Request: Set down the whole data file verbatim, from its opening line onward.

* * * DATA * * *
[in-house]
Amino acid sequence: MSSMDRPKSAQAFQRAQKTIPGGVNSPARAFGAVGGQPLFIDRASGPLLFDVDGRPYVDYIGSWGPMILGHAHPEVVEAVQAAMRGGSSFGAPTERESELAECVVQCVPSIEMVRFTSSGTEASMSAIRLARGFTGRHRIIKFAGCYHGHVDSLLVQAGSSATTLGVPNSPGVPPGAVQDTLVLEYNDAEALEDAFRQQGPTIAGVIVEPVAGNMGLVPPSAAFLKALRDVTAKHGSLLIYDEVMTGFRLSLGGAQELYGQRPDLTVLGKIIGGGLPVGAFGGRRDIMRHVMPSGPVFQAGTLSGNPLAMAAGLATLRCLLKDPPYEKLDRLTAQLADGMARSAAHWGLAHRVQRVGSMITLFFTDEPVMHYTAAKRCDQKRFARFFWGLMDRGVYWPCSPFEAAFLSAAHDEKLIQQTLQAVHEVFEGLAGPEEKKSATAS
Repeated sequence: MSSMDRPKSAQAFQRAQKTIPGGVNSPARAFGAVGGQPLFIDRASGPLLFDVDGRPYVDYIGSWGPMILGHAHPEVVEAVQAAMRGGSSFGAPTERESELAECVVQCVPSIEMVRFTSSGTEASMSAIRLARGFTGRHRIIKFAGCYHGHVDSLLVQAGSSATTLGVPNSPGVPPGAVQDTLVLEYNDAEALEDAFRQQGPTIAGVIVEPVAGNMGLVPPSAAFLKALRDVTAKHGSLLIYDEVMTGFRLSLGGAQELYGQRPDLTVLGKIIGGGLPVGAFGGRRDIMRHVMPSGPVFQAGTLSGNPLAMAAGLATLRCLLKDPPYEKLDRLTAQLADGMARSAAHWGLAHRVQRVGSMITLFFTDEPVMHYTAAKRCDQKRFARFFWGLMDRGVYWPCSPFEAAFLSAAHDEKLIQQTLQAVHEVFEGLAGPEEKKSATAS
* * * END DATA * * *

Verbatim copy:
[in-house]
Amino acid sequence: MSSMDRPKSAQAFQRAQKTIPGGVNSPARAFGAVGGQPLFIDRASGPLLFDVDGRPYVDYIGSWGPMILGHAHPEVVEAVQAAMRGGSSFGAPTERESELAECVVQCVPSIEMVRFTSSGTEASMSAIRLARGFTGRHRIIKFAGCYHGHVDSLLVQAGSSATTLGVPNSPGVPPGAVQDTLVLEYNDAEALEDAFRQQGPTIAGVIVEPVAGNMGLVPPSAAFLKALRDVTAKHGSLLIYDEVMTGFRLSLGGAQELYGQRPDLTVLGKIIGGGLPVGAFGGRRDIMRHVMPSGPVFQAGTLSGNPLAMAAGLATLRCLLKDPPYEKLDRLTAQLADGMARSAAHWGLAHRVQRVGSMITLFFTDEPVMHYTAAKRCDQKRFARFFWGLMDRGVYWPCSPFEAAFLSAAHDEKLIQQTLQAVHEVFEGLAGPEEKKSATAS
Repeated sequence: MSSMDRPKSAQAFQRAQKTIPGGVNSPARAFGAVGGQPLFIDRASGPLLFDVDGRPYVDYIGSWGPMILGHAHPEVVEAVQAAMRGGSSFGAPTERESELAECVVQCVPSIEMVRFTSSGTEASMSAIRLARGFTGRHRIIKFAGCYHGHVDSLLVQAGSSATTLGVPNSPGVPPGAVQDTLVLEYNDAEALEDAFRQQGPTIAGVIVEPVAGNMGLVPPSAAFLKALRDVTAKHGSLLIYDEVMTGFRLSLGGAQELYGQRPDLTVLGKIIGGGLPVGAFGGRRDIMRHVMPSGPVFQAGTLSGNPLAMAAGLATLRCLLKDPPYEKLDRLTAQLADGMARSAAHWGLAHRVQRVGSMITLFFTDEPVMHYTAAKRCDQKRFARFFWGLMDRGVYWPCSPFEAAFLSAAHDEKLIQQTLQAVHEVFEGLAGPEEKKSATAS